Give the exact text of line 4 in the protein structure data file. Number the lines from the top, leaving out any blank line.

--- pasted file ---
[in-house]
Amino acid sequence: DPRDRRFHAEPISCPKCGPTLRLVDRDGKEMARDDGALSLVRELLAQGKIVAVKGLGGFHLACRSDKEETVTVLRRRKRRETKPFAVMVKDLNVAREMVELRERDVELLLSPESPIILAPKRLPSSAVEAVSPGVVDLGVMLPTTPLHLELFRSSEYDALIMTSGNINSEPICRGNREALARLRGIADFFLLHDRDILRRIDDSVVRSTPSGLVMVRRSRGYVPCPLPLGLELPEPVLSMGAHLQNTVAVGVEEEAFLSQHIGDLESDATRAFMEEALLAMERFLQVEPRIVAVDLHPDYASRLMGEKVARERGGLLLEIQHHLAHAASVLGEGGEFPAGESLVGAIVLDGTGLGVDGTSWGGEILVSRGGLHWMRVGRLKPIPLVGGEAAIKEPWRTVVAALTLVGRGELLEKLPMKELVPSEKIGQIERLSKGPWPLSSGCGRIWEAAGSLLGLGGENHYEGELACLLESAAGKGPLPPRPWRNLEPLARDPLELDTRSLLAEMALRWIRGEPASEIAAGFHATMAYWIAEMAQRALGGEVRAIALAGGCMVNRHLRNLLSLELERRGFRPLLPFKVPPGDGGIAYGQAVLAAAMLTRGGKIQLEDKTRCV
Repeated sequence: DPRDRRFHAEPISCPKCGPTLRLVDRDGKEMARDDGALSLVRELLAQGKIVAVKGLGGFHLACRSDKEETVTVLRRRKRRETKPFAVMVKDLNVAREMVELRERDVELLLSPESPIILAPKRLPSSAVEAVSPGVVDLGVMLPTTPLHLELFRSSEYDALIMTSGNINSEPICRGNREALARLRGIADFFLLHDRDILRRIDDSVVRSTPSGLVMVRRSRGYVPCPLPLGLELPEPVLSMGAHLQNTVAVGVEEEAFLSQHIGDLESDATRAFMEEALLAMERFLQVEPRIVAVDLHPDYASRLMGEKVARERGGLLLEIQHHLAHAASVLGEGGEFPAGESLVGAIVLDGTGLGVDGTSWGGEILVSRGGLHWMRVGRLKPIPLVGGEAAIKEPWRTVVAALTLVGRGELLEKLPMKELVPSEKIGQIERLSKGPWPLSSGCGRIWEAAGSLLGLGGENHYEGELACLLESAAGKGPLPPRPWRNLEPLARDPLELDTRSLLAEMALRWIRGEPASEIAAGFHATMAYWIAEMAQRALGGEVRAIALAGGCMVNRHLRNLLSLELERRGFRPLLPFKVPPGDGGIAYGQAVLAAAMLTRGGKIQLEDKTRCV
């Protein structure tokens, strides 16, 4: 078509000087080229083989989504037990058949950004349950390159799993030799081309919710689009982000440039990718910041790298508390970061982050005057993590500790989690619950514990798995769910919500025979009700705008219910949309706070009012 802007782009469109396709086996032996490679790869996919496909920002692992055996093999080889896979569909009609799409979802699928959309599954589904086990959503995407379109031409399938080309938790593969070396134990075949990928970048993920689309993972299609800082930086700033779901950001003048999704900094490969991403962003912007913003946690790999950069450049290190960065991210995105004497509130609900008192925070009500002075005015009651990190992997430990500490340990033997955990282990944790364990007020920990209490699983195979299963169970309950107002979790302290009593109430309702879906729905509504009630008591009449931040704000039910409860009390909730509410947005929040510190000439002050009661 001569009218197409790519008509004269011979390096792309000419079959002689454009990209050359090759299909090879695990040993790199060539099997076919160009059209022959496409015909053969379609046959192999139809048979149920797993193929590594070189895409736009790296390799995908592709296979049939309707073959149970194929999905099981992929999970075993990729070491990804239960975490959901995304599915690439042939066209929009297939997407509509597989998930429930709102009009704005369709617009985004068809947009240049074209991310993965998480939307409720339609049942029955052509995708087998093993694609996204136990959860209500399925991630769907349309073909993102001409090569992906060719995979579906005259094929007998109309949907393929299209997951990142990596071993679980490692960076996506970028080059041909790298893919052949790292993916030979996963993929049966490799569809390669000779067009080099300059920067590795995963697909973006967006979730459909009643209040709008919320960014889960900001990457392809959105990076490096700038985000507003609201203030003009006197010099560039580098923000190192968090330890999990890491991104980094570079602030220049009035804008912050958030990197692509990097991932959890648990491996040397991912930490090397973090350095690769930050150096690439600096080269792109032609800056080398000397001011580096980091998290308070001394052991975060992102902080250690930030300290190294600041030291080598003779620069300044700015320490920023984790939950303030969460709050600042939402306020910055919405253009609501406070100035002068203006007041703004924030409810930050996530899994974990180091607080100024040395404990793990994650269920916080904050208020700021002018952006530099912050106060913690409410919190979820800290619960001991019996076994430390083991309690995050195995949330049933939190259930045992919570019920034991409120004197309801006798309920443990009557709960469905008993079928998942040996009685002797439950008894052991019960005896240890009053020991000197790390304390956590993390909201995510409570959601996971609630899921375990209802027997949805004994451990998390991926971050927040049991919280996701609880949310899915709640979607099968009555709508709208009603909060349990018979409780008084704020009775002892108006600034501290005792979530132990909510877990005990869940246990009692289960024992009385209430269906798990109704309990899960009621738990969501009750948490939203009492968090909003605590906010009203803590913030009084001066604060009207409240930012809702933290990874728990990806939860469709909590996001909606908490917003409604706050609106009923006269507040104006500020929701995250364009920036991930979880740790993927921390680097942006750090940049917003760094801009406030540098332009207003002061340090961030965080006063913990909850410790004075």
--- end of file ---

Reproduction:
């Protein structure tokens, strides 16, 4: 078509000087080229083989989504037990058949950004349950390159799993030799081309919710689009982000440039990718910041790298508390970061982050005057993590500790989690619950514990798995769910919500025979009700705008219910949309706070009012 802007782009469109396709086996032996490679790869996919496909920002692992055996093999080889896979569909009609799409979802699928959309599954589904086990959503995407379109031409399938080309938790593969070396134990075949990928970048993920689309993972299609800082930086700033779901950001003048999704900094490969991403962003912007913003946690790999950069450049290190960065991210995105004497509130609900008192925070009500002075005015009651990190992997430990500490340990033997955990282990944790364990007020920990209490699983195979299963169970309950107002979790302290009593109430309702879906729905509504009630008591009449931040704000039910409860009390909730509410947005929040510190000439002050009661 001569009218197409790519008509004269011979390096792309000419079959002689454009990209050359090759299909090879695990040993790199060539099997076919160009059209022959496409015909053969379609046959192999139809048979149920797993193929590594070189895409736009790296390799995908592709296979049939309707073959149970194929999905099981992929999970075993990729070491990804239960975490959901995304599915690439042939066209929009297939997407509509597989998930429930709102009009704005369709617009985004068809947009240049074209991310993965998480939307409720339609049942029955052509995708087998093993694609996204136990959860209500399925991630769907349309073909993102001409090569992906060719995979579906005259094929007998109309949907393929299209997951990142990596071993679980490692960076996506970028080059041909790298893919052949790292993916030979996963993929049966490799569809390669000779067009080099300059920067590795995963697909973006967006979730459909009643209040709008919320960014889960900001990457392809959105990076490096700038985000507003609201203030003009006197010099560039580098923000190192968090330890999990890491991104980094570079602030220049009035804008912050958030990197692509990097991932959890648990491996040397991912930490090397973090350095690769930050150096690439600096080269792109032609800056080398000397001011580096980091998290308070001394052991975060992102902080250690930030300290190294600041030291080598003779620069300044700015320490920023984790939950303030969460709050600042939402306020910055919405253009609501406070100035002068203006007041703004924030409810930050996530899994974990180091607080100024040395404990793990994650269920916080904050208020700021002018952006530099912050106060913690409410919190979820800290619960001991019996076994430390083991309690995050195995949330049933939190259930045992919570019920034991409120004197309801006798309920443990009557709960469905008993079928998942040996009685002797439950008894052991019960005896240890009053020991000197790390304390956590993390909201995510409570959601996971609630899921375990209802027997949805004994451990998390991926971050927040049991919280996701609880949310899915709640979607099968009555709508709208009603909060349990018979409780008084704020009775002892108006600034501290005792979530132990909510877990005990869940246990009692289960024992009385209430269906798990109704309990899960009621738990969501009750948490939203009492968090909003605590906010009203803590913030009084001066604060009207409240930012809702933290990874728990990806939860469709909590996001909606908490917003409604706050609106009923006269507040104006500020929701995250364009920036991930979880740790993927921390680097942006750090940049917003760094801009406030540098332009207003002061340090961030965080006063913990909850410790004075």